In Figure 3, content is available for the user to access either online or offline. This functionality allows a user to synchronize a SharePoint site to a laptop computer and access documents even when disconnected from the corporate network. Certain list types and pages are available only if the workspace is connected to the SharePoint site, however. These lists and pages are clearly identified in the workspace client. In Figure 3, the lists in the Available On Server column are only available when the user is connected to the corporate LAN.

Figure 3. A SharePoint Workspace 2010 team site

The Project Tasks list in the example in Figure 3, however, is available offline and utilizes a customized InfoPath form for data entry. These forms are available offline, so users can enter data and synchronize it back to the server without error. Just as the SharePoint Ribbon changes based on field types, the Workspace client also changes. Some of the Ribbon items, such as workflow and custom Ribbon icons, are not available in the workspace; to use them, a user must connect to SharePoint Workspace 2010 using a Web browser.

In Figure 4, the Ribbon shows the actions you can take on a site that is synchronized through SharePoint Workspace 2010.

Figure 4. The SharePoint Workspace 2010 Ribbon

The Sync tab allows you to synchronize a site manually and provides you with the ability to redefine synchronization settings and check the status of the last synchronization operation. The View tab on the Ribbon is similar to the view settings in a Web browser—you can define and use different views on a list or library. In addition, you can use the View tab to open new workspace windows to view multiple sets of data at the same time, as shown in Figure 5.

Figure 5. SharePoint Workspace 2010 View Ribbon

In general, the new SharePoint Workspace 2010 is a valuable tool that has been added to the SharePoint suite of products to enable users to interact and collaborate when they are out of the office and unable to access a SharePoint site directly.

2. Microsoft Word 2010

One of the new features in Microsoft Office 2010 is a Share option that allows you to publish a document to a SharePoint site without manually uploading the file first. After you create a document in Microsoft Word 2010, for example, you can click the File tab and then select Share to open the page shown in Figure 6. Then click the Save To SharePoint option and select a SharePoint site location, and the document will be uploaded automatically to the SharePoint site.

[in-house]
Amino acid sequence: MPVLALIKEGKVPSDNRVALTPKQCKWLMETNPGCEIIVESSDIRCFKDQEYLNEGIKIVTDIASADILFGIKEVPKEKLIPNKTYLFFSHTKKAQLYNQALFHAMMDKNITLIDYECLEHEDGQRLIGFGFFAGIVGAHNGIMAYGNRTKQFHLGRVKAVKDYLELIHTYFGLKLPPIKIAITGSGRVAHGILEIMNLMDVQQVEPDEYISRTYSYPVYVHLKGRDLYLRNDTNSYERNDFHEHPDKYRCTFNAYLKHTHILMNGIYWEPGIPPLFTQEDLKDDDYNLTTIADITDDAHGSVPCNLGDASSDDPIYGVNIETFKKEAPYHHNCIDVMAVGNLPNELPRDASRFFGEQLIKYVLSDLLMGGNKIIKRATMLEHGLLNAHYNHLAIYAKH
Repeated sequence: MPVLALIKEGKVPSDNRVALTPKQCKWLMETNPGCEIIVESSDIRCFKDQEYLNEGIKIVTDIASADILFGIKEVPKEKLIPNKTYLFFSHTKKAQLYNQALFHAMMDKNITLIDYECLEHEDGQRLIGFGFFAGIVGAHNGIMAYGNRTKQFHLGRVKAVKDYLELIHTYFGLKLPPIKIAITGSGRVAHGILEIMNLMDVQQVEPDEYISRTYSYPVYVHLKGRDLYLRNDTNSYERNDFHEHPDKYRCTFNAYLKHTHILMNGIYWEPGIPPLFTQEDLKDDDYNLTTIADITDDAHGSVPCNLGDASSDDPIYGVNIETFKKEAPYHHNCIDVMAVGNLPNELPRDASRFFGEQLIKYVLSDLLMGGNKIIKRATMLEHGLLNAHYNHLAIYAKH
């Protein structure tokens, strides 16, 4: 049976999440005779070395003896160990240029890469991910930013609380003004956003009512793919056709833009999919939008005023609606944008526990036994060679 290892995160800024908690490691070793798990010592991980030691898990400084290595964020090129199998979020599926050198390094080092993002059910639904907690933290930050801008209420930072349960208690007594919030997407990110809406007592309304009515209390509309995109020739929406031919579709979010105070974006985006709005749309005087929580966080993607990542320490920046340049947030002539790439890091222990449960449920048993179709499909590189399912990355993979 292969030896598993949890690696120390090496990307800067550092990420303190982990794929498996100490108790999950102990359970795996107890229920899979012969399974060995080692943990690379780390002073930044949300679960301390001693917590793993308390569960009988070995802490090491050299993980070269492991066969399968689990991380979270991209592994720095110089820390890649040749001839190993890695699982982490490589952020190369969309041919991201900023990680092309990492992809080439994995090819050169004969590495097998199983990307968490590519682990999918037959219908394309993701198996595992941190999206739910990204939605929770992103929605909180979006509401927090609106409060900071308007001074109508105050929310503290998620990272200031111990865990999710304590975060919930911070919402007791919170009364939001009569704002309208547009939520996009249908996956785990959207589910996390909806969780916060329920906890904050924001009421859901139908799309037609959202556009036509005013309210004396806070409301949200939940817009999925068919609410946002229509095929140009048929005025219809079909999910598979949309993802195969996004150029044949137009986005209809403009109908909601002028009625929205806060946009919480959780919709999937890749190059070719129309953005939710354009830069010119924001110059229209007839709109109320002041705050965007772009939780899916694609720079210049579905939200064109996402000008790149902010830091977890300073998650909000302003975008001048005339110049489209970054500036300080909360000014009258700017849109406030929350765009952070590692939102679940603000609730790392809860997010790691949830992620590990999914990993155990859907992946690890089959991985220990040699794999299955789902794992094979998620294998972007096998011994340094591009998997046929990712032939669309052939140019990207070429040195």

Figure 6. Uploading a document to a SharePoint site directly from Microsoft Word 2010

Also located under the File tab is the Info option, which displays SharePoint-related information about setting permissions, checking document properties, and version/check-out status. Figure 7 shows an example of the information that is displayed.

Figure 7. Microsoft Word file information displayed using the Info tab

Microsoft Word 2010 can also use SharePoint 2010 list data for mail merges and form information. The techniques for handling list data from SharePoint 2010 are similar for all Office products, such as Excel, and provide users with ubiquitous access to SharePoint information.

3. Support for Other Microsoft Office Products

With the release of SharePoint 2010 and Office 2010, the compatibility between applications is nearly seamless. Items such as the Ribbon allow a user to work, collaborate, and share information with colleagues, clients, and partners seamlessly and without concern for user locale, with only minimal training. Enhancements to products like Microsoft Excel 2010, for example, allow a user to process a very large list of line of business data from a remote system within seconds.